The merry and the melancholy widows
ON Tuesday night I went to see Jane Birkin in concert in London. Accompanied by a full orchestra she sang beautiful songs by her former lover Serge Gainsbourg, a man who was a drinking, smoking definition of the word louche. When he died in 1991 the French regarded it as a national tragedy. Here all we really remember of him is the much banned orgasm ode Je T’aime, sung by Birkin in 1969. She was his muse. Though they were not married and broke up in the early 1980s she has, like a widow, kept his memory alive.
After widowhood – or its unmarried equivalent – most women eventually pick themselves up and dust themselves down. Others are poleaxed by grief. And some – especially those married to famous or powerful men – transform their lives into an act of remembrance. Debbie McGee’s gutsy appearance on Strictly is very much a tribute to her love for Paul Daniels because she always talks about him. Since the death of her husband Desmond Wilcox, Esther Rantzen has campaigned for older, lonely people because she is so lonely without him. Yoko Ono keeps Lennon’s memory fresh. Jane Birkin sings Serge’s songs more than a quarter of a century after he died. They are all women full of life and talent yet connected forever to a lost partner.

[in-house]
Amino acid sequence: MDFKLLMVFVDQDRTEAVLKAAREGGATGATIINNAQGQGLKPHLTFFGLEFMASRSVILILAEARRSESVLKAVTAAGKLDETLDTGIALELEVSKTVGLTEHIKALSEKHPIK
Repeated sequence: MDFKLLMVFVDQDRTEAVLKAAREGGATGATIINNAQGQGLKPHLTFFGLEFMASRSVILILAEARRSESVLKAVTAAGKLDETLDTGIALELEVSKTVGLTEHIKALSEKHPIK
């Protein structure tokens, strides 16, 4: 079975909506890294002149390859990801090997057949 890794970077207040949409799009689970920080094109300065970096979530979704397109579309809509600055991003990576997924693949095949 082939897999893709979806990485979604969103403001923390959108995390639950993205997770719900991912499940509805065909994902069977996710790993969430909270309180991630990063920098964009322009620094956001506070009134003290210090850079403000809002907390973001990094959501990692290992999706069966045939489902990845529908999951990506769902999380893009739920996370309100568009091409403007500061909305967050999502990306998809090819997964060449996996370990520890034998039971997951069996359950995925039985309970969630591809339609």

Love eh? What can you do?